Retired nurse stayed calm, saved lives in emergencies |
Obituary Stories

Retired nurse stayed calm, saved lives in emergencies

Jeff Himler

Sandy Schweikarth kept her cool and took charge during emergencies that would cause others to panic.

Even when she wasn’t on duty as a licensed practical nurse, others benefited from her know-how and skills.

When daughter Shana Hudson was young, Schweikarth, though in the late stages of pregnancy with a younger sibling, jumped in to save her from drowning in a relative’s swimming pool. “I was in one of those inflatable doughnuts,” Hudson recalled. “I went under and my feet got tangled up, and I couldn’t get back up. My mom saw me and pulled me out of the water.

“If something happened that was an emergency situation, she stepped in and did what she needed to do. She was able to stay calm. She was pretty reliable.”

Sandy Schweikarth of Level Green died Sunday, July 14, 2019, at her home, during a second battle with cancer. She was 68.

Born Nov. 14, 1950, in Wilkinsburg, she was a daughter of the late Merle and Irene Bielick.

A 1968 graduate of Trafford High School, Mrs. Schweikarth completed her training as a nurse at Westmoreland County Community College.

“I think she wanted to be a nurse at a very young age,” Hudson said. “That’s what God called her to do.”

Mrs. Schweikarth worked more than 40 years in nursing, beginning at the former Columbia Hospital in Wilkinsburg and ending her career in the gastrointestinal lab at Forbes Hospital in Monroeville.

She continued to draw upon her skills when a medical crisis occurred outside the hospital walls. During a trip to Florida, she performed CPR on an elderly man who collapsed outside a grocery store.

She’s credited with saving a grandson, who, as a toddler, was choking on a piece of food that couldn’t be dislodged by probing his throat.

“He was turning blue, and my mother walked into the room, turned him over and gave him a firm pat on the back,” said the boy’s aunt, Kristy Sherosky. “She popped it right out. She checked his eyes and vitals, and he was good to go.”

Their mother’s medical training had one downside for Sherosky and her two siblings. “You couldn’t get away with pretending to be sick to get out of school,” she said.

Mrs. Schweikarth found time between her shifts at the hospital to attend all her children’s school-related activities and to prepare home-cooked meals.

“It was the meat-and-potatoes kind of food that sticks to your bones,” Sherosky said, noting her mother’s hobbies and attire were basic. She collected penguin figurines and pens and, when she wasn’t wearing scrubs at work, often preferred the comfort of pajamas at home.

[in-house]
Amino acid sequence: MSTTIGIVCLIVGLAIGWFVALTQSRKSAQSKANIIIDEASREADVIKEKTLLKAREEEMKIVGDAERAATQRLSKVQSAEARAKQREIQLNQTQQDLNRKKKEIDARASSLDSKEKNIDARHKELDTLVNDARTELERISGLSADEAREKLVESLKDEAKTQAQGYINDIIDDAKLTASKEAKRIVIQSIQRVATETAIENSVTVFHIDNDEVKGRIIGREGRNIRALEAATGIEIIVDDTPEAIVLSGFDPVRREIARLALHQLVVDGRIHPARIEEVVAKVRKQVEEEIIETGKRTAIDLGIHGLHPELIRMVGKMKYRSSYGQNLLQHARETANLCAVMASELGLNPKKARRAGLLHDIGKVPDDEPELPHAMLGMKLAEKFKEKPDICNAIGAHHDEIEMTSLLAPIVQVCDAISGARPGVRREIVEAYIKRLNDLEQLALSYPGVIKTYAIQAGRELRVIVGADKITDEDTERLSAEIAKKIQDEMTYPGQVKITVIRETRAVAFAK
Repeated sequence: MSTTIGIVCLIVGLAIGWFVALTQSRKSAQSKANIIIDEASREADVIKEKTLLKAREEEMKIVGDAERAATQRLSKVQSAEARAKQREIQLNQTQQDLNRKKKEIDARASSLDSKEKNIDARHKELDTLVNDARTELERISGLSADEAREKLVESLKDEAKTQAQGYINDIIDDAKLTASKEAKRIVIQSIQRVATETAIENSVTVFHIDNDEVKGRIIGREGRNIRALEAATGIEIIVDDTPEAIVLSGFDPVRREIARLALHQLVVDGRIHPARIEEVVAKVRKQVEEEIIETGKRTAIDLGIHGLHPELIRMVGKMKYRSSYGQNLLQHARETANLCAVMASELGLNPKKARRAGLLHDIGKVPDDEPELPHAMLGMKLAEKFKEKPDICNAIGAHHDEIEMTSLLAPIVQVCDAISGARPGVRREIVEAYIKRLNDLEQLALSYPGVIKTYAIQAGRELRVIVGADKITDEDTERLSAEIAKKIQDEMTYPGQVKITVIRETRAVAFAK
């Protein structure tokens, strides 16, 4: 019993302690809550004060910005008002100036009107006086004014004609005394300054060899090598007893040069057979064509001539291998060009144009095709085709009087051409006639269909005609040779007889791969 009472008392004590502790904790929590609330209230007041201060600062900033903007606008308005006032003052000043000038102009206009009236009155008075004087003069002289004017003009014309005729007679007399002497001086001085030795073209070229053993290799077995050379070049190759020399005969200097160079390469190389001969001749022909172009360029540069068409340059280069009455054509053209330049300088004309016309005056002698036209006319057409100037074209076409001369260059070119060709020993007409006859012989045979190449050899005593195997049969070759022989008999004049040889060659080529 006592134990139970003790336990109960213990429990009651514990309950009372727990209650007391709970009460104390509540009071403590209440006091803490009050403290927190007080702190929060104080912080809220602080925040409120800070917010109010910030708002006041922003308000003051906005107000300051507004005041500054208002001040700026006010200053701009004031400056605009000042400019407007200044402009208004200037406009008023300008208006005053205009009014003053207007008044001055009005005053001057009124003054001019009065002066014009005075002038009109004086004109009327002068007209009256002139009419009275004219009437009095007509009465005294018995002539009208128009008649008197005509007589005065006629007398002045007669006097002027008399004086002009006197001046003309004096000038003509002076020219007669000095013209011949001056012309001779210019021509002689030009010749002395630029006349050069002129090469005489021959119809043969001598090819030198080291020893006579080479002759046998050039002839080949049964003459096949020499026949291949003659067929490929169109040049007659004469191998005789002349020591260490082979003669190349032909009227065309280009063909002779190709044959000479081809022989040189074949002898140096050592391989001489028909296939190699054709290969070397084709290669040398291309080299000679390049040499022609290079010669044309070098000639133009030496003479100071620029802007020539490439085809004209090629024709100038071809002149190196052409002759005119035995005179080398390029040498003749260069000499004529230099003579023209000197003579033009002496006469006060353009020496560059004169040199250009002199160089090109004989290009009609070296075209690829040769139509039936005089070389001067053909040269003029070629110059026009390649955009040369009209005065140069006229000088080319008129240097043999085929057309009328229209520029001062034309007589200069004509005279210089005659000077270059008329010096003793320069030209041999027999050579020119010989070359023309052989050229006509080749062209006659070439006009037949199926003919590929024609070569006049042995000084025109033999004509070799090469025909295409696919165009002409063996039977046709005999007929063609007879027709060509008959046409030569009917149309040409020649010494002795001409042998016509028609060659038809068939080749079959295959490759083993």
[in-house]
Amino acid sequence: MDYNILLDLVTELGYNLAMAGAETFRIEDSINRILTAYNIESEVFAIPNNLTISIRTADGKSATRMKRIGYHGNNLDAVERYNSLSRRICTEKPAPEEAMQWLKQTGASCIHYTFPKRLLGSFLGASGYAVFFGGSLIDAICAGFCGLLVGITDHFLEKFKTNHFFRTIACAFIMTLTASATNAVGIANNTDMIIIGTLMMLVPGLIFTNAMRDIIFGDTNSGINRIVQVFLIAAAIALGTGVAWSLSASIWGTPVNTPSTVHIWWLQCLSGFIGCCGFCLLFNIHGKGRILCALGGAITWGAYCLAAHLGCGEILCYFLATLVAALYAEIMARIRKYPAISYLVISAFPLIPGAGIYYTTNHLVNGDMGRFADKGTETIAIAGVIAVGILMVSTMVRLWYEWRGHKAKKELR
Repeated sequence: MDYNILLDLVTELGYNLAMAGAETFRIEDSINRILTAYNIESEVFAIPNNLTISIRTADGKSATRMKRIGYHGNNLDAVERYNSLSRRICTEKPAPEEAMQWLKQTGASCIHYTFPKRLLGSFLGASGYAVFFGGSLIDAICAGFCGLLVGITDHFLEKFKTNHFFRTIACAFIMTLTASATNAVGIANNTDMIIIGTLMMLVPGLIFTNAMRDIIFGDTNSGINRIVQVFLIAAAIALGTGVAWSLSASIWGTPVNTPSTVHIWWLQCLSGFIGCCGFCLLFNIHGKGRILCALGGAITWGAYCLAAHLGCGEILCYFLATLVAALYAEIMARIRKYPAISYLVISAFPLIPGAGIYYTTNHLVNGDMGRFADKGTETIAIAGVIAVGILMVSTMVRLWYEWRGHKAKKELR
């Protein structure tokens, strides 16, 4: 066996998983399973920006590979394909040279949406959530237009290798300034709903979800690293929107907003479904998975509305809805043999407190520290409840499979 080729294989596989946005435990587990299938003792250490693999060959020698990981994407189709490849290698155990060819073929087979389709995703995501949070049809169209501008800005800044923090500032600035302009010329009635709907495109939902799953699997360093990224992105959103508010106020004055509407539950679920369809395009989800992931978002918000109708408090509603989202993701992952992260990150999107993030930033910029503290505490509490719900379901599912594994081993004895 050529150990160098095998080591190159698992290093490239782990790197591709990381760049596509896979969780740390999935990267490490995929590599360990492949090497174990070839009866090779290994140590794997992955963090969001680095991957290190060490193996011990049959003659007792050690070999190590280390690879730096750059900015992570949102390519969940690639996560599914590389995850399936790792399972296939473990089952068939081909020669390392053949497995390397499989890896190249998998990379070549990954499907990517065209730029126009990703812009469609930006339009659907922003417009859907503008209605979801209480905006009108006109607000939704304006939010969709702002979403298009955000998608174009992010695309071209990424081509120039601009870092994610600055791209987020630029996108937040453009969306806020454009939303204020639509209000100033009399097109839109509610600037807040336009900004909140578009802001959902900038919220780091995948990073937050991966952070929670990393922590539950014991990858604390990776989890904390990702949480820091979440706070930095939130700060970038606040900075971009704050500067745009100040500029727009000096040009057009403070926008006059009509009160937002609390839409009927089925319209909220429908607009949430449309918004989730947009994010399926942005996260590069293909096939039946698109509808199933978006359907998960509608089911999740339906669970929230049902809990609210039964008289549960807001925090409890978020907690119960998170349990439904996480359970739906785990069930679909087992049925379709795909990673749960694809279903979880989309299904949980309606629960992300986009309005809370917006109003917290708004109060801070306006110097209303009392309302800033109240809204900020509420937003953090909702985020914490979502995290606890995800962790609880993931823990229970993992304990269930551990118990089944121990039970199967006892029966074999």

Though not keen on traveling, she took lengthy trips to see her grandchildren in Tennessee.

When Mrs. Schweikarth received her cancer diagnosis, “her whole demeanor was, ‘OK, this is what’s happening. What do we do next?’ ” Sherosky said. “She was very strong. She held it together for the rest of us.”

Mrs. Schweikarth is survived by her husband of 44 years, James; three children, Jason, of Pittsburgh, Shana Hudson, of Maryville, Tenn., and Kristy Sherosky, of Plum; eight grandchildren; three siblings.

Family and friends will be received from 2 to 4 p.m. and 6 to 8 p.m. Tuesday in John M. Dobrinick Funeral Home, 702 Seventh St., Trafford. Parting prayers will be at 9 a.m. Wednesday in the funeral home, followed by a funeral Mass at 9:30 a.m. in St. Regis Church, Trafford.

Interment will follow in Good Shepherd Cemetery, Monroeville.

Jeff Himler is a Tribune-Review staff writer. You can contact Jeff at 724-836-6622, [email protected] or via Twitter .

Categories: News | Obituaries
TribLIVE commenting policy

You are solely responsible for your comments and by using you agree to our Terms of Service.

We moderate comments. Our goal is to provide substantive commentary for a general readership. By screening submissions, we provide a space where readers can share intelligent and informed commentary that enhances the quality of our news and information.

While most comments will be posted if they are on-topic and not abusive, moderating decisions are subjective. We will make them as carefully and consistently as we can. Because of the volume of reader comments, we cannot review individual moderation decisions with readers.

We value thoughtful comments representing a range of views that make their point quickly and politely. We make an effort to protect discussions from repeated comments either by the same reader or different readers

We follow the same standards for taste as the daily newspaper. A few things we won't tolerate: personal attacks, obscenity, vulgarity, profanity (including expletives and letters followed by dashes), commercial promotion, impersonations, incoherence, proselytizing and SHOUTING. Don't include URLs to Web sites.

We do not edit comments. They are either approved or deleted. We reserve the right to edit a comment that is quoted or excerpted in an article. In this case, we may fix spelling and punctuation.

We welcome strong opinions and criticism of our work, but we don't want comments to become bogged down with discussions of our policies and we will moderate accordingly.

We appreciate it when readers and people quoted in articles or blog posts point out errors of fact or emphasis and will investigate all assertions. But these suggestions should be sent via e-mail. To avoid distracting other readers, we won't publish comments that suggest a correction. Instead, corrections will be made in a blog post or in an article.